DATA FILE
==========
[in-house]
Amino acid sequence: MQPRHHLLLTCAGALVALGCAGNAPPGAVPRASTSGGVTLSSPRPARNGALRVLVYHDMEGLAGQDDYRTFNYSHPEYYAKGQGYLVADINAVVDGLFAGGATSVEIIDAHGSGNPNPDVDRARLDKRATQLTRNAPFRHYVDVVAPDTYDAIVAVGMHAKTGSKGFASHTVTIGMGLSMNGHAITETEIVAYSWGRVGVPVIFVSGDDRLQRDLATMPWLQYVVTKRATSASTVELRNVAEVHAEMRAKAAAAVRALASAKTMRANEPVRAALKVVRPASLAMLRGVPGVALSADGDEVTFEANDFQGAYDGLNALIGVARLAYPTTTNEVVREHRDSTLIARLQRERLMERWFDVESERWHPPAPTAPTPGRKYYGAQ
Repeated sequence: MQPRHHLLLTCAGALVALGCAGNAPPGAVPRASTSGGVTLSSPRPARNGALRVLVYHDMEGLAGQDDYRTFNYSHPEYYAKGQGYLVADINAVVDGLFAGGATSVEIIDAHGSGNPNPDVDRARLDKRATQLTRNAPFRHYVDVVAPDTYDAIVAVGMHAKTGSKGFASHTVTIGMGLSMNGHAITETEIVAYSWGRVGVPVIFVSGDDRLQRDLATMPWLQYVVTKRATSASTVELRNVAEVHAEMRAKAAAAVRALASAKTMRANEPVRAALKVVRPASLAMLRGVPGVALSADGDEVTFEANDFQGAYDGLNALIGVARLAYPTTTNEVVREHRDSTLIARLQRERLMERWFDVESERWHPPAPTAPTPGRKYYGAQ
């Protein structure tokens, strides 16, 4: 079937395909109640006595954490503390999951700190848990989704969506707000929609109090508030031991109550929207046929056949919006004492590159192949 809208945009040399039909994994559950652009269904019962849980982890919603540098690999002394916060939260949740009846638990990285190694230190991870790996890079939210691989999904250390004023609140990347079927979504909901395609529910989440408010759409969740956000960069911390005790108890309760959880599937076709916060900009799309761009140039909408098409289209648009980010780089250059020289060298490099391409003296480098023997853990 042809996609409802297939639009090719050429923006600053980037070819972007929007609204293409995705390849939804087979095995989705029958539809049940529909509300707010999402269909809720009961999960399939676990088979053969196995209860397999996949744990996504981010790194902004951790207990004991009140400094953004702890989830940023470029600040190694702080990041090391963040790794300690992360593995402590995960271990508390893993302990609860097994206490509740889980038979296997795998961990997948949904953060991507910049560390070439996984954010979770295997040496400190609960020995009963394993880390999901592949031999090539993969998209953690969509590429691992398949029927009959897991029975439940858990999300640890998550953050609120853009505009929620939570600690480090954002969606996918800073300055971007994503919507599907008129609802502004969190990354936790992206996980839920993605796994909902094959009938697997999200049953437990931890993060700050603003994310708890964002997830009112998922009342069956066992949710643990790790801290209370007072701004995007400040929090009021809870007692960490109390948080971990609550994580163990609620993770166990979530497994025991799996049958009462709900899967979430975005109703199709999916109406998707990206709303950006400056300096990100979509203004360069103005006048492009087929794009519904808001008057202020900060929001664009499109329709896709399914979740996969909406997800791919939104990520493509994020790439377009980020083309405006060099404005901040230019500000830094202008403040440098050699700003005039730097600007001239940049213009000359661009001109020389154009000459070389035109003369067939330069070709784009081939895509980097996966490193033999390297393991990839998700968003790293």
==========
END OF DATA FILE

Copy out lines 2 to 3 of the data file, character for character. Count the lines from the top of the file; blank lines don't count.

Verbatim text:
Amino acid sequence: MQPRHHLLLTCAGALVALGCAGNAPPGAVPRASTSGGVTLSSPRPARNGALRVLVYHDMEGLAGQDDYRTFNYSHPEYYAKGQGYLVADINAVVDGLFAGGATSVEIIDAHGSGNPNPDVDRARLDKRATQLTRNAPFRHYVDVVAPDTYDAIVAVGMHAKTGSKGFASHTVTIGMGLSMNGHAITETEIVAYSWGRVGVPVIFVSGDDRLQRDLATMPWLQYVVTKRATSASTVELRNVAEVHAEMRAKAAAAVRALASAKTMRANEPVRAALKVVRPASLAMLRGVPGVALSADGDEVTFEANDFQGAYDGLNALIGVARLAYPTTTNEVVREHRDSTLIARLQRERLMERWFDVESERWHPPAPTAPTPGRKYYGAQ
Repeated sequence: MQPRHHLLLTCAGALVALGCAGNAPPGAVPRASTSGGVTLSSPRPARNGALRVLVYHDMEGLAGQDDYRTFNYSHPEYYAKGQGYLVADINAVVDGLFAGGATSVEIIDAHGSGNPNPDVDRARLDKRATQLTRNAPFRHYVDVVAPDTYDAIVAVGMHAKTGSKGFASHTVTIGMGLSMNGHAITETEIVAYSWGRVGVPVIFVSGDDRLQRDLATMPWLQYVVTKRATSASTVELRNVAEVHAEMRAKAAAAVRALASAKTMRANEPVRAALKVVRPASLAMLRGVPGVALSADGDEVTFEANDFQGAYDGLNALIGVARLAYPTTTNEVVREHRDSTLIARLQRERLMERWFDVESERWHPPAPTAPTPGRKYYGAQ